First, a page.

I had a bit of help sewing buttons onto my knitted rib jacket…
Charlie was very helpful in handing stitch markers to me… and taking them away!
Hmmm… More disruptive than helpful to be honest. Cute nonetheless.
I did get real help somewhere else though. I found this great tutorial on Craftstylish – Sew Buttons Securely on Hand Knits – and it was extremely useful. All the buttons are now sewn on.
So what’s left to do?
Nothing! I’ve finished my jacket! Yayyy!
Photos coming soon… ish. Haha… Hope you’re having a good week!
I was halfway through knitting the collar of my ribbed jacket when I tried it on. I turned to the left and right, adjusting and scrutinizing the collar. The garter stitch edges bugged me. It didn’t look right.
I re-read the pattern and there was an “Oh-oh…” moment. I had knitted twice as many stitches in garter stitch than what the pattern had asked for! Doh!
So I took a deep breath and dropped the stitches back one at a time, re-knitting them in the rib pattern using a crochet hook. I decided to omit the garter stitches altogether, except for the ones right on the edge.
If you have not done this before, it can be quite intimidating and downright scary. So here are some time-saving tutorials that might help you fix common mistakes without having to rip back your knitting:
Video tutorials to fix common knitting mistakes:
Illustrated tutorial to pick up dropped stitch from several rows below:
Illustrated tutorial to fix errors at the side edges of your knitting:
I much prefer this version of the collar, even though the edges curl slightly. I’m close to finishing now. I bought buttons today and hope to sew them on soon. Maybe next week I can show you a finished jacket.
What’s on your crafting to-do list this week?
I’ve picked up the stitches along the neckline of my ribbed jacket to knit the collar. I worked out a simple way to make sure I have the stitches evenly spaced out around the neck and managed to get it right the first go too! Yay!
This how I did it. I divided the neckline into sections using stitch markers. Firstly, I folded the neckline in half to work out the mid point. So now I have 2 sections. I folded again to work out the mid point of these sections. Marked them with stitch markers. Now I have 4 sections. I repeated this step again until I get 8 sections.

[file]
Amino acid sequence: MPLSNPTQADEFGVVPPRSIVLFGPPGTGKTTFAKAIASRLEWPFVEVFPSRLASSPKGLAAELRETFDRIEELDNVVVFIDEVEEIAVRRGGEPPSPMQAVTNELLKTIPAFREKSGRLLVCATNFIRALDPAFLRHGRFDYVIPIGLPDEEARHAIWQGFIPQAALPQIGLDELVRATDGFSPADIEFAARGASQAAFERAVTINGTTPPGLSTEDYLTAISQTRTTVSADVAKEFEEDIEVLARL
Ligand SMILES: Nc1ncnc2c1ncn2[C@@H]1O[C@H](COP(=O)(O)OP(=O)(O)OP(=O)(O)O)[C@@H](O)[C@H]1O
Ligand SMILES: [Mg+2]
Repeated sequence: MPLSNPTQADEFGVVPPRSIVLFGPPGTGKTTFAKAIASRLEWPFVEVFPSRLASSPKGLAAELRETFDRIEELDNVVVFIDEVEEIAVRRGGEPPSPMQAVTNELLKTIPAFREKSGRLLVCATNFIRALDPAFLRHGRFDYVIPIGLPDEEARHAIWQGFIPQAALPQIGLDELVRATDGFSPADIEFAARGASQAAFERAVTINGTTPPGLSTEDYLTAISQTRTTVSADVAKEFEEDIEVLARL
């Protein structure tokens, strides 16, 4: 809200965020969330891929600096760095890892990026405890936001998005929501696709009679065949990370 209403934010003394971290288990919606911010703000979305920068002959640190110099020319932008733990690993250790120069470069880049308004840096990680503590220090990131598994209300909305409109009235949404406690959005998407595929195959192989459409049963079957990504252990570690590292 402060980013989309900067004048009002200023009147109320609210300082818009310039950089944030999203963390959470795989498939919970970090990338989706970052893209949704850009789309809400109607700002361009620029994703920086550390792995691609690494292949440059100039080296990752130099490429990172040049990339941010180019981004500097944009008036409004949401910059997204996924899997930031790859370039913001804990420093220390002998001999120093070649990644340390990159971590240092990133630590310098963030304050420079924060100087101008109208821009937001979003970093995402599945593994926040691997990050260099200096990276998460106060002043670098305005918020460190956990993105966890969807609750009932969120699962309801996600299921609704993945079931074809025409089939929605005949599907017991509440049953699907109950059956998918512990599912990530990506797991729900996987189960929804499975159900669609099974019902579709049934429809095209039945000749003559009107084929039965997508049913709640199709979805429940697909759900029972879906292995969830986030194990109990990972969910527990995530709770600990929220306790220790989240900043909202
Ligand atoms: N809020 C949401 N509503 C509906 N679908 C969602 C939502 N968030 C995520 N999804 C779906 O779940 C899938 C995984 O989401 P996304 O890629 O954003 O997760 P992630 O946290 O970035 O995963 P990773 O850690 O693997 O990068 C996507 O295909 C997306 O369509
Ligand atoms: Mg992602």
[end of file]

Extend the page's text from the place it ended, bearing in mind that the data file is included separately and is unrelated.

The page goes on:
A little bit of maths helped me work out how many stitches I needed to pick up for each section. I tried to divide the total number of stitches as evenly as possible between all the sections. Some sections had one more stitch than others. Generally, it’s much easier than trying to eyeball 116 stitches around the entire neckline!
Then I picked up right number of stitches for each section. That’s it! So much easier dealing with a small section at a time. Phew! Glad that’s over though. I’m happily knitting my collar now and it’s going quick.
Oh and while I was picking and knitting away, I had one eye on this…
It’s a little hard to concentrate and count when at any moment, Olly might wake up from his feathery dream and make Charlie his midnight snack!
I’ve got a cheap and easy solution to help you seam your knitted sweater pieces together. I’m very sure someone has thought of this idea before but I have not come across it in any book or blog recently. So I thought I’ll share it here.
Well, ever heard of Knit Klips? They are clips that help you align your items together before sewing up. Cool product but quite expensive for my minimalist budget. So I bought a pack of 8 small butterfly hair clips for $2 instead. Cheap as chips!
I aligned the sleeve opening to the armhole and used the butterfly clips to hold them in place. As you can see, using the butterfly clips makes realigning easy peasy. You can tweak to your heart’s content without having to undo any sewing.
Then I just sew the edges into place, removing the clips as I get to them. For seaming the sleeves onto the jacket, you can’t go wrong with the mattress stitch. This Knitting Help video is excellent if you’re not familiar with this finishing method.
And that’s it! Here are my sleeves sewn onto my almost finished jacket. I have the collar to knit and buttons to sew on. The next step is to pick up stitches along the neckline. Does anyone have any tips to ensure my stitches are evenly spaced and I have the right number of stitches at the end?
P.S. That’s right ladies. I’m wearing my pajama top underneath my half finished jacket! The sheepish face should give you a clue that it’s the end of the day and smiling is not feeling natural anymore. Zzzz…
P.P.S. If you like my happy green sewing-up needle, I have them at my shop here. Lots of new products recently added! Plus, free shipping worldwide. Yay!
P.P.P.S. Get those WIPS finished this weekend. You’d thank yourself for it later. Happy sewing!
It’s cold! My house won’t warm up and neither will my fingers and toes. I had the heaters on during the day and wore fingerless gloves indoors! Outrageous! It’s the coldest winter in 3 years and boy, am I feeling it today. So much so that I have been seriously contemplating buying a snuggie!
Should I? Shouldn’t I? Hmmm…
I know I can make one. But seriously, why would I spend months crocheting this…
Image and free pattern from Coats and Clark
… or knitting this?
Image and free pattern from Bernat
Just because I can, doesn’t mean I should. Right? It will be warm again when I finish it! Although I must admit that the knitted snuggie does look pretty cozy. No no no… Must resist… must resist…
How about you?
Are you pro- or anti- snuggie?
What do you think of those handmade ones?
P.S. Knitting party went really well yesterday! But I forgot to take pics and was too busy chatting about fibre that I didn’t do much knitting. I’ll try to take pics next time though.
P.P.S. I compensated for loss knitting time yesterday and spent a good few hours knitting today. Happy to report that I’m halfway through my second sleeve. Yay! Hope you had a great weekend!